It’s not all that unusual for a good poet to turn around and write good fiction. Margaret Atwood is one obvious case, Michael Ondaatje another. What good poets have that fiction writers often do not is an awareness of how language resonates, how the sound of the words coming at you is just as important as the plot the words work to develop. This awareness, on the page, is called tone or mood or figurative language, but however you describe it, it’s more likely a poet will engage it than a trained novelist. Jim Peterson, the award-winning author of four poetry collections, certainly engages it with the curious Paper Crown, his first novel.
Blending elements of speculative and literary fiction with a poet’s touch for enigmatic prose, Paper Crown is not light reading for simple minds. It begins with no fewer than five epigrams on such topics as light, dreams and truth:
“. . . surely truth, if it exists for us to uncover in this world, is no different than a flood of light, out there for us to see but far more than we can take in (Peter Friederici).” The final epigraph, by Jorge Luis Borges, reads: “In the dream of the man that dreamed, the dreamed one awoke.” On turning the page the reader meets a character who will take on a kind of spiritual journey:
“When I was a very young man, I had nothing. It was okay to have nothing, but I didn’t know that. There were so many things I thought I wanted. And then I met some people who made me believe I could have it all. Thirty years ago I lived in a small apartment in Colorado Springs, in an old building that should have been condemned. Every night I had this dream, more memory than dream…”
In the description of the dream that follows, we learn that this now middle-aged man, Chuck, was the last person in the hospital room when his mother died. Six months later, Chuck leaves his father and his older brothers, and drives away in an old Volkswagen Beetle. In Colorado Springs, he meets Frank Posner (“There was something about the man that made me nervous”), the circulation manager at The Sun, who gives Chuck a job delivering papers in a rough section of town. Soon after starting his new job, Chuck meets Sandy, falls in love, and has her move into his dilapidated apartment.
Despite the mundane set-up, the first third of Paper Crown is both the most poignant and the freshest section of the novel, written with a compressed eloquence for which “understatement” seems too weak a word. Still, anyone familiar with the plight of being young, stupid, impressionable, sad, poor and in love will recognize Chuck’s situation as a bitter, perhaps comic echo of their early 20s.
On his first training day at the paper, while Frank shows Chuck how to roll the papers and toss them to the correct houses, Chuck has his first direct encounter with the enigma that is his new boss: “Then I saw something I couldn’t believe. Frank flipped a paper toward a porch, but it came up short, slamming flat into the top step. But then it stood up on one end, walked up the step like some kind of cartoon character and rolled toward the door.”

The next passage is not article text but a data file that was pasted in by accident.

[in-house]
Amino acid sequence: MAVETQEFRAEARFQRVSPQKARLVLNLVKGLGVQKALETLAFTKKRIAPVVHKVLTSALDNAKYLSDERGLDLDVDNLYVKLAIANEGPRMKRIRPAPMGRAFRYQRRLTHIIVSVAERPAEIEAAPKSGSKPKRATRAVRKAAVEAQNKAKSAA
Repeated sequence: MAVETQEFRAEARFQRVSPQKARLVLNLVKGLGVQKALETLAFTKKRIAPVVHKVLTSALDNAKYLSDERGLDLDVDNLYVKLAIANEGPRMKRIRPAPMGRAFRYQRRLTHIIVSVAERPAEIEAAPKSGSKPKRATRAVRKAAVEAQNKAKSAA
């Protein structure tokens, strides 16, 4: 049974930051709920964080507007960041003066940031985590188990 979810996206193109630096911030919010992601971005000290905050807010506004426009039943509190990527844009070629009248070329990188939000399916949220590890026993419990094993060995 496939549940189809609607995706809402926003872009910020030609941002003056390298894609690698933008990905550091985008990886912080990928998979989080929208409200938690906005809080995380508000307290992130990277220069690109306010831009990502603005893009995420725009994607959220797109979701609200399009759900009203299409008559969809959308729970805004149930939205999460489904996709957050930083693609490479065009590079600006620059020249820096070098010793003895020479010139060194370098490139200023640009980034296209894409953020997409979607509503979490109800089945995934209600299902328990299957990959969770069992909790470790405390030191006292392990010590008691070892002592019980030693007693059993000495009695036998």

This is only the start.
Throughout his first months, as Chuck falls ever deeper in love with Sandy, he notices other of Frank’s odd attributes, not the least of which is Frank’s vehement disapproval of Sandy. Rubber bands wriggle on the wall, doors lock by themselves and in Frank’s office Chuck feels imaginary fingertips poking his eyes. One night at Frank’s house, Chuck learns his boss is the son of a magician and a gypsy woman. Frank wants to initiate Chuck into a kind of spiritual rite whereby Chuck will attain, among other skills, the telekinetic power that seems the most potent thing Frank could teach him.
The novel progresses into a fully armored sci-fi spiritual quest. It’s a quest thoroughly more satisfying than something like The Matrix—Peterson’s poetic prose and Chuck’s emotional journey take care of that. As the main character tries to comprehend his initiation into this cult, and why he must grapple with his past in order to become the “hollow” person Frank compels him to be, his tangible life falls into shambles. Sandy leaves him, he toys with the criminal side of telekinesis, and his dreams become a kind of nightmare reality, complete with a shadow-like spider following him around.
Despite the successful literary leaps by Peterson, and despite his ability to avoid the cheap side of sci-fi, at its end the novel feels half-finished. Peterson has adeptly presented an alternate reality that’s as elegiac as it is mysterious, but that he seems to abandon at the novel’s conclusion. In the book’s last moments, a narrative that has seemed to meander throughout the middle chapters suddenly pulls tight, but we never get a full understanding of the strange world with which Chuck has almost messed up his life.
Peterson underplays his conclusion, and yet it seems as disquieting as any poem he has ever written, a moment that suggests the almost invisible care with which this book was written. At its most uncertain, the novel feels patchy. At its best, it’s a reminder of how much vitality poets continue to contribute to the novel.
Jim Peterson is a former Montana resident and was recently involved in the Montana Repertory Theatre’s playwright workshop, Missoula Colony 10. Paper Crown is his first novel.